Take the 2-minute tour ×
Mathematics Stack Exchange is a question and answer site for people studying math at any level and professionals in related fields. It's 100% free, no registration required.

This is intuitively clear, but I cannot solve this homework problem:

1) Let $(M,g)$ be a complete Riemannian manifold, let $c:[0,1]\to M$ be a continuous curve in $M$ such that $c(0)=p, c(1)=q$. Then prove that in the fixed-end-point homotopy class of $c$, there is a geodesic $\gamma$, i.e. there exists a geodesic $\gamma$ so that $\gamma$ is homotopic to $c$ with homotopy keeping the end points $p,q$ fixed.

2) My question: Assuming the above is true, is that geodesic $\gamma$ in the answer necessarily minimizing as well? I feel it should be.

I was thinking of using Hopf-Rinow theorem stating that geodesically complete is the same as metrically complete and starting with the contrary. But I got stuck.

share|improve this question

1 Answer 1

up vote 3 down vote accepted

Here is a sketch for (1). Let $L$ denote length, and $\gamma:[0,1]\to M$ some path with $\gamma(0)=p$ and $\gamma(1) = q$. Denote by $[\gamma]$ the class of paths in $M$ homotopic rel endpoints to $\gamma$. Let $L_0 =\inf_{[\gamma]}L(\gamma)$. Take a sequence of paths $\gamma_t$ with $L(\gamma_t)\to L_0$. Argue by completeness that the $\gamma_t$ must limit to a continuous path $\gamma_0$, then argue that $\gamma_0$ locally minimizes length.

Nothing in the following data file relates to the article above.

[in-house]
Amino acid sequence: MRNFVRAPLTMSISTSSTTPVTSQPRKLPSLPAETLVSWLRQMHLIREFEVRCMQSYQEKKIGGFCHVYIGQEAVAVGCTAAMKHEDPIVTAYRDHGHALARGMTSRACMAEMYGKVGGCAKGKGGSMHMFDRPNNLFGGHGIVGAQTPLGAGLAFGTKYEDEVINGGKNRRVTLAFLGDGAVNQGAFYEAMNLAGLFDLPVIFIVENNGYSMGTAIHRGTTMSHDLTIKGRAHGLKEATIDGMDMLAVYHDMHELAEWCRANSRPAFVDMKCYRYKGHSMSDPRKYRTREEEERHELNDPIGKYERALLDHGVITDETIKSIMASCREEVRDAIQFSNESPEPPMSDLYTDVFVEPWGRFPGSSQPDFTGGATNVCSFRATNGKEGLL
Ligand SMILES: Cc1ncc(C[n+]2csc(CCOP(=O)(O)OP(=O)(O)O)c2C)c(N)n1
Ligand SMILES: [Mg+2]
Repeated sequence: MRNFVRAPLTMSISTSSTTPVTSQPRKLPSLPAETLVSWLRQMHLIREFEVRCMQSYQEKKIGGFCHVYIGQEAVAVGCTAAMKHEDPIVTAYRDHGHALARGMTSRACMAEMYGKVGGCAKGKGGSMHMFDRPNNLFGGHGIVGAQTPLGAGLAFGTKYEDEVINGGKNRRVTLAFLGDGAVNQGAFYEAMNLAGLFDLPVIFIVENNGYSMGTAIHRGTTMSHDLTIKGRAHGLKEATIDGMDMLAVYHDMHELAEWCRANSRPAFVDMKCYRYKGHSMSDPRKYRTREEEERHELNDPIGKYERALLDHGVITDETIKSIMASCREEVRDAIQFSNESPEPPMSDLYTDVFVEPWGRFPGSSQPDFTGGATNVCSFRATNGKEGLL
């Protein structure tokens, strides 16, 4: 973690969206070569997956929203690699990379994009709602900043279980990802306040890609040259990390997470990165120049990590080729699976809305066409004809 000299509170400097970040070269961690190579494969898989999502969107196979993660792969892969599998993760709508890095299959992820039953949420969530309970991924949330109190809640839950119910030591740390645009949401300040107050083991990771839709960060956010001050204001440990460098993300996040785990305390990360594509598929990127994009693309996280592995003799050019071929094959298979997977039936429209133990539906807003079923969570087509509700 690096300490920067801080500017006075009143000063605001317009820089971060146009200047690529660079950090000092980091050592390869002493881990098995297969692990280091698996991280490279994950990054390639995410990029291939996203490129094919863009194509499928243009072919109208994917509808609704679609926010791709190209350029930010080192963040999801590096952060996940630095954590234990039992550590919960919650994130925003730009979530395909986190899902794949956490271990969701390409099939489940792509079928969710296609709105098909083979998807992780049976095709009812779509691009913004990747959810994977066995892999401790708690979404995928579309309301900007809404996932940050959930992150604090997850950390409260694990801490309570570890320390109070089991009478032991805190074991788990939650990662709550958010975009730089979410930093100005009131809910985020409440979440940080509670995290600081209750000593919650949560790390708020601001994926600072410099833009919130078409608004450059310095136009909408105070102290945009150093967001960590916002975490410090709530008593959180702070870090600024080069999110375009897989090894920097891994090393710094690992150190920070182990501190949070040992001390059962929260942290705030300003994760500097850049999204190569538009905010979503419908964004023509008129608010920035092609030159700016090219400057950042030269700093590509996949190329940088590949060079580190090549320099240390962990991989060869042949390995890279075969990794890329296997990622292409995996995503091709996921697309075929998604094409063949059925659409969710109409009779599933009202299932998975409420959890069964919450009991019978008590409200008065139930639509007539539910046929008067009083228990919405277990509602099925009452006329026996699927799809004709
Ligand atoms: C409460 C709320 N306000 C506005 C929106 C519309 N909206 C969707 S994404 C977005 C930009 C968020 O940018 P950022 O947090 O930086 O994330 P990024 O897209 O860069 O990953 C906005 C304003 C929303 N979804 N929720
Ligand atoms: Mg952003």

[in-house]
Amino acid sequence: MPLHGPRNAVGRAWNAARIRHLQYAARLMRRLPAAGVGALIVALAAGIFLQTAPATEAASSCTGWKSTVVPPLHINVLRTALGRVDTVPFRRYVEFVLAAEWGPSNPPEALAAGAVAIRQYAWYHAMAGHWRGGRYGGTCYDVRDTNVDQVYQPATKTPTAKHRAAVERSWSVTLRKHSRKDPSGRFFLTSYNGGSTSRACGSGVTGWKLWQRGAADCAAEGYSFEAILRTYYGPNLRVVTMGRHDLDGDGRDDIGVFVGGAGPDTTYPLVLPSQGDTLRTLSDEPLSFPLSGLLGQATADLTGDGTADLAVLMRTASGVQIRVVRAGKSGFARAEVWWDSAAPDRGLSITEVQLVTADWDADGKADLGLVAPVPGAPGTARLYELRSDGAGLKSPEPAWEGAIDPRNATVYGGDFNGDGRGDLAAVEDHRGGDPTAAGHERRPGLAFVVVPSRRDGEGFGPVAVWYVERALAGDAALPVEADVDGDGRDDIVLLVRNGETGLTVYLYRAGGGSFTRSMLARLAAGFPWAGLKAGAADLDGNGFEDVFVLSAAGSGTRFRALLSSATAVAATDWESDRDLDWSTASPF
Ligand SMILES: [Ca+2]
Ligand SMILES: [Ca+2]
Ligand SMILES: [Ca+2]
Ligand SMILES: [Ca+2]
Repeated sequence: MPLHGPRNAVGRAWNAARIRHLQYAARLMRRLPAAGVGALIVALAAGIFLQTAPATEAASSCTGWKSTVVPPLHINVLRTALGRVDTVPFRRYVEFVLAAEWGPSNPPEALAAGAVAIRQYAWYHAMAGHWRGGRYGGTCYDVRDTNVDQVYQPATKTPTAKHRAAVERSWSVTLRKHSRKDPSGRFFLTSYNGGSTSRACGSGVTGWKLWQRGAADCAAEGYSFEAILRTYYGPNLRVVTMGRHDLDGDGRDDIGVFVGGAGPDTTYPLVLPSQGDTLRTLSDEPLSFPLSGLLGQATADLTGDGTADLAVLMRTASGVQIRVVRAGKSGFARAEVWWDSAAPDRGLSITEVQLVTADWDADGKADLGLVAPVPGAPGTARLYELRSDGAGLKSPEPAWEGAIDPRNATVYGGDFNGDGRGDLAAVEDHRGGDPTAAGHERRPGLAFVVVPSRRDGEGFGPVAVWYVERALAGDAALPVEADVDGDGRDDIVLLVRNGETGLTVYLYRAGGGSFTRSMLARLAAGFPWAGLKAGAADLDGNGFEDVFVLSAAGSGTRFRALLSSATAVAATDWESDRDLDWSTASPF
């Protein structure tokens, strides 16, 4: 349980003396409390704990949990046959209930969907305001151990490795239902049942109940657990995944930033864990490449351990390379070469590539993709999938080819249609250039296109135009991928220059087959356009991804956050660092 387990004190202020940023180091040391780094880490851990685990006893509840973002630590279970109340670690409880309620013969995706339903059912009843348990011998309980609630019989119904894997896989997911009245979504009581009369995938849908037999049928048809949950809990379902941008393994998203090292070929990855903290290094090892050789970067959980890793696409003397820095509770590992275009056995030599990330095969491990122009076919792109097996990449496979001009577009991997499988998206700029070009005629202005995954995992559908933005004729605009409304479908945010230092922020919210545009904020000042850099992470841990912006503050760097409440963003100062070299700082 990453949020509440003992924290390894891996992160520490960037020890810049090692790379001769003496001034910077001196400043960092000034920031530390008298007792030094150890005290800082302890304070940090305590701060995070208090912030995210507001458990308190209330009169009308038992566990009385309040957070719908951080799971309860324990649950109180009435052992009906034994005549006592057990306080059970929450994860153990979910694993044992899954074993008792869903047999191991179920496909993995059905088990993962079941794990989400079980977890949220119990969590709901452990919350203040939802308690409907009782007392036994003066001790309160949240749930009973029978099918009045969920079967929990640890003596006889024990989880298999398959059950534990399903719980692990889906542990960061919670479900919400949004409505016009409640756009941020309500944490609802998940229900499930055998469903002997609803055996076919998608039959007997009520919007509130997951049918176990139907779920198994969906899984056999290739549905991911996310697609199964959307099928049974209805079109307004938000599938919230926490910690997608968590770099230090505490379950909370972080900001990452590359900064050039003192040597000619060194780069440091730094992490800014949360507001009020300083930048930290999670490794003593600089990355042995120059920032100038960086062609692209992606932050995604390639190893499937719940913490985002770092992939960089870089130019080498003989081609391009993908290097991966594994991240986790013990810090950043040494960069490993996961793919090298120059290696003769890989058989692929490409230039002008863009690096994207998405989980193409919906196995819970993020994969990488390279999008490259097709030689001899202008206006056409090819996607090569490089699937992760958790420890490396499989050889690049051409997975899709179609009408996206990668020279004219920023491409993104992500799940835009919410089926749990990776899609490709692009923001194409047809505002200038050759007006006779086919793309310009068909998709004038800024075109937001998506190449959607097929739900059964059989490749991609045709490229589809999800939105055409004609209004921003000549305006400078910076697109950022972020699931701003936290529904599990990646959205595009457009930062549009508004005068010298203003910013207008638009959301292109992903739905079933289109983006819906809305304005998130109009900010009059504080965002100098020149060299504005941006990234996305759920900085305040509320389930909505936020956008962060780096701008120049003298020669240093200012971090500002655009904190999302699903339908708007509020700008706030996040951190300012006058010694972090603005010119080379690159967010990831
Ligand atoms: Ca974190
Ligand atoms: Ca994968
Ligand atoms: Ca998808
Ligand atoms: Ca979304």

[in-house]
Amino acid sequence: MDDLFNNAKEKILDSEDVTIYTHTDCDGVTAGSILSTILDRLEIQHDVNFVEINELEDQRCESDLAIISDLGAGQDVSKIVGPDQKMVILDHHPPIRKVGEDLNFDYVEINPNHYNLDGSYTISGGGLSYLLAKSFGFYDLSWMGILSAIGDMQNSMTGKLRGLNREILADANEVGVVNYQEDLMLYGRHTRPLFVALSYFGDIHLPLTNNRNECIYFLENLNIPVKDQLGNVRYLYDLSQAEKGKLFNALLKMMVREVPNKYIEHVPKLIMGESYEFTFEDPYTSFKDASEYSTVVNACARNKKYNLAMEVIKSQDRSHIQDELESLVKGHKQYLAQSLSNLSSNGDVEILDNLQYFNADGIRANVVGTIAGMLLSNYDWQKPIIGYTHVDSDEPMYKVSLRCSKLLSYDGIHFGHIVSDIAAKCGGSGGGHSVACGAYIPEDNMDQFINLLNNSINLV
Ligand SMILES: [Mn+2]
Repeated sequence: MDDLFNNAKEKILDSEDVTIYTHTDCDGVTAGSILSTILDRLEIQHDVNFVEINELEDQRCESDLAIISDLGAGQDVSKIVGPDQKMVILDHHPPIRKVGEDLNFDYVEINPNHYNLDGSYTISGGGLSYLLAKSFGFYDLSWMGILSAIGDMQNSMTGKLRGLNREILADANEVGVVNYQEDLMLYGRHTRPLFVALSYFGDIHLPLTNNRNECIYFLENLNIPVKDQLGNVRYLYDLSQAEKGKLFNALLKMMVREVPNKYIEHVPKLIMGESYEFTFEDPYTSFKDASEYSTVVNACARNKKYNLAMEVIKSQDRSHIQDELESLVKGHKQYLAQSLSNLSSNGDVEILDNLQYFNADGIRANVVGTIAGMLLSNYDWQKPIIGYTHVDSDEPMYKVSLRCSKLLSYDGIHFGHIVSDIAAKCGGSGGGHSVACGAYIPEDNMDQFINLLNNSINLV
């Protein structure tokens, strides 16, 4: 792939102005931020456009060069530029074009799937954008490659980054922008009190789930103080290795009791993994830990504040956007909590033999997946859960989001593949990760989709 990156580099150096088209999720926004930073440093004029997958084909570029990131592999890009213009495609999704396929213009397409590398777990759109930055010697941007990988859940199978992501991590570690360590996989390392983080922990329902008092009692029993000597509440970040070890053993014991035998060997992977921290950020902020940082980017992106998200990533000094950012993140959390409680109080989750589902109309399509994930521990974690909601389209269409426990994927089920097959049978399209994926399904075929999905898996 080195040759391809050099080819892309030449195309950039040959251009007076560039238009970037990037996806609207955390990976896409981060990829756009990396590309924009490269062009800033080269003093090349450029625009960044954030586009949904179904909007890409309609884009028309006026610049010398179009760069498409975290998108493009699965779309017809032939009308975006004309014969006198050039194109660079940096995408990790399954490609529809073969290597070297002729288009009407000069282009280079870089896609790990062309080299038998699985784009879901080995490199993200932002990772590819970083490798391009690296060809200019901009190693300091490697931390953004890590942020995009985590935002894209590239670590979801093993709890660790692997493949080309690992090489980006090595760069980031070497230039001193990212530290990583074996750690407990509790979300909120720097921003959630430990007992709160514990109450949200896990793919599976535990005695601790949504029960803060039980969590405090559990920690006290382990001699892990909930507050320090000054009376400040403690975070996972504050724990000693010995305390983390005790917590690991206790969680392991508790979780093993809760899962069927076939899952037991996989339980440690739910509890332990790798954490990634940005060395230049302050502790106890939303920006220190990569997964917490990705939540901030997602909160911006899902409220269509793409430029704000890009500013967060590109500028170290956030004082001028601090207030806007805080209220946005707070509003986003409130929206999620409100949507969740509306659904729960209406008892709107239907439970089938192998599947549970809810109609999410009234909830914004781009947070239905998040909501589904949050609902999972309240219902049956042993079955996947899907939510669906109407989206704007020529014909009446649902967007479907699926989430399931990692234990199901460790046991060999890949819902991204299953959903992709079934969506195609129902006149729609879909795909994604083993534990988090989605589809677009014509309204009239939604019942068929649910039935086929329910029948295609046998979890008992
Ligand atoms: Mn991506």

The answer to (2) by the sketch above is "yes." However, geodesics do not necessarily minimize length in endpoint homotopy classes. Consider two nearby points on $S^2$. Then there are two geodesics between $p$ and $q$: the two arcs of the great circle through $p$ and $q$. The longer arc is a geodesic in the fixed-endpoint homotopy class of paths connecting $p$ and $q$, but it is maximal.

share|improve this answer
    
Thank you, at one point I had to parametrize the curves whose lengths converge to the infimum, according to arc length, then prove that they are pointwise bounded and equicontinuous, then apply Aezela-Ascoli theorem. Then use the fact that a continuous minimizer is indeed a geodesic. I hope that was correct way to do it. –  Mathmath Mar 9 '13 at 15:46
    
@Mathmath What do you mean by "continuous minimizer"? That sounds circular. –  Neal Mar 10 '13 at 4:39

Your Answer

 
discard

By posting your answer, you agree to the privacy policy and terms of service.

Not the answer you're looking for? Browse other questions tagged or ask your own question.